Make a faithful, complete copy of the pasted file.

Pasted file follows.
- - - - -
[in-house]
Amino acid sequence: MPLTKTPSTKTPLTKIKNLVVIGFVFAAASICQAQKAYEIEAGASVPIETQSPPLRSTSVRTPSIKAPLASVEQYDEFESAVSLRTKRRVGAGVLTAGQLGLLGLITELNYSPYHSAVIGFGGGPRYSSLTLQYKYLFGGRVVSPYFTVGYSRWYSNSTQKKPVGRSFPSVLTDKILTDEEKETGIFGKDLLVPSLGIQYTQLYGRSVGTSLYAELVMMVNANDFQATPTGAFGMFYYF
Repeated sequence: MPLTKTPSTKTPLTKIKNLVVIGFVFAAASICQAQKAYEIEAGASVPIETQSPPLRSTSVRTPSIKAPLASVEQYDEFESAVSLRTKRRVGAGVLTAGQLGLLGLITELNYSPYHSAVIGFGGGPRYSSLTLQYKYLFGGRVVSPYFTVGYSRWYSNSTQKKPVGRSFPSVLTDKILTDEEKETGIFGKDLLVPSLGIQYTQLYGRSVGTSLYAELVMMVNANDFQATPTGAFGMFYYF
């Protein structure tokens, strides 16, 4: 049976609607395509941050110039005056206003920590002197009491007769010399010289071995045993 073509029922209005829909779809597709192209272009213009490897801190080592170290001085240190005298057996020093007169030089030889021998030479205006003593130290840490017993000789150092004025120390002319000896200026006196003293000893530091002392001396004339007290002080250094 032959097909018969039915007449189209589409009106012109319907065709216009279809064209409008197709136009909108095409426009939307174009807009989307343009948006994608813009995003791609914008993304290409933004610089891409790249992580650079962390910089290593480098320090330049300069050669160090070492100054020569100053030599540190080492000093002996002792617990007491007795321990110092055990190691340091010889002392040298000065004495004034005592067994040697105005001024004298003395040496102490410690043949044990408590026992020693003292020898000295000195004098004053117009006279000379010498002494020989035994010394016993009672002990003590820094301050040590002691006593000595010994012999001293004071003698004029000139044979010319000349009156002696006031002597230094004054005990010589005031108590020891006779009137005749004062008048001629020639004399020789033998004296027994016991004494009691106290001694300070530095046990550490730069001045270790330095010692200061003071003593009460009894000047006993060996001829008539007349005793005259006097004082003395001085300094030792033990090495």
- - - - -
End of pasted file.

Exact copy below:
[in-house]
Amino acid sequence: MPLTKTPSTKTPLTKIKNLVVIGFVFAAASICQAQKAYEIEAGASVPIETQSPPLRSTSVRTPSIKAPLASVEQYDEFESAVSLRTKRRVGAGVLTAGQLGLLGLITELNYSPYHSAVIGFGGGPRYSSLTLQYKYLFGGRVVSPYFTVGYSRWYSNSTQKKPVGRSFPSVLTDKILTDEEKETGIFGKDLLVPSLGIQYTQLYGRSVGTSLYAELVMMVNANDFQATPTGAFGMFYYF
Repeated sequence: MPLTKTPSTKTPLTKIKNLVVIGFVFAAASICQAQKAYEIEAGASVPIETQSPPLRSTSVRTPSIKAPLASVEQYDEFESAVSLRTKRRVGAGVLTAGQLGLLGLITELNYSPYHSAVIGFGGGPRYSSLTLQYKYLFGGRVVSPYFTVGYSRWYSNSTQKKPVGRSFPSVLTDKILTDEEKETGIFGKDLLVPSLGIQYTQLYGRSVGTSLYAELVMMVNANDFQATPTGAFGMFYYF
């Protein structure tokens, strides 16, 4: 049976609607395509941050110039005056206003920590002197009491007769010399010289071995045993 073509029922209005829909779809597709192209272009213009490897801190080592170290001085240190005298057996020093007169030089030889021998030479205006003593130290840490017993000789150092004025120390002319000896200026006196003293000893530091002392001396004339007290002080250094 032959097909018969039915007449189209589409009106012109319907065709216009279809064209409008197709136009909108095409426009939307174009807009989307343009948006994608813009995003791609914008993304290409933004610089891409790249992580650079962390910089290593480098320090330049300069050669160090070492100054020569100053030599540190080492000093002996002792617990007491007795321990110092055990190691340091010889002392040298000065004495004034005592067994040697105005001024004298003395040496102490410690043949044990408590026992020693003292020898000295000195004098004053117009006279000379010498002494020989035994010394016993009672002990003590820094301050040590002691006593000595010994012999001293004071003698004029000139044979010319000349009156002696006031002597230094004054005990010589005031108590020891006779009137005749004062008048001629020639004399020789033998004296027994016991004494009691106290001694300070530095046990550490730069001045270790330095010692200061003071003593009460009894000047006993060996001829008539007349005793005259006097004082003395001085300094030792033990090495």